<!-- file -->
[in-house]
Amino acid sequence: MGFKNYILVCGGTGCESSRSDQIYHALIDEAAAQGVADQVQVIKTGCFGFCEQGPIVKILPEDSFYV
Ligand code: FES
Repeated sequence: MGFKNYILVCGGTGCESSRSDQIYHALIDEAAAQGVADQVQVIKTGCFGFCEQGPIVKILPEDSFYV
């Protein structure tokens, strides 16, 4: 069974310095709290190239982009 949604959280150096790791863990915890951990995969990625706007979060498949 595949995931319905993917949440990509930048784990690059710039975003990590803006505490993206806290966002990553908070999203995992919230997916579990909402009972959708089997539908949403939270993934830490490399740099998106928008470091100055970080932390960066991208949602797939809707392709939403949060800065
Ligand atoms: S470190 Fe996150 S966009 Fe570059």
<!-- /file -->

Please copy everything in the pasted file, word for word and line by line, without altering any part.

[in-house]
Amino acid sequence: MGFKNYILVCGGTGCESSRSDQIYHALIDEAAAQGVADQVQVIKTGCFGFCEQGPIVKILPEDSFYV
Ligand code: FES
Repeated sequence: MGFKNYILVCGGTGCESSRSDQIYHALIDEAAAQGVADQVQVIKTGCFGFCEQGPIVKILPEDSFYV
């Protein structure tokens, strides 16, 4: 069974310095709290190239982009 949604959280150096790791863990915890951990995969990625706007979060498949 595949995931319905993917949440990509930048784990690059710039975003990590803006505490993206806290966002990553908070999203995992919230997916579990909402009972959708089997539908949403939270993934830490490399740099998106928008470091100055970080932390960066991208949602797939809707392709939403949060800065
Ligand atoms: S470190 Fe996150 S966009 Fe570059």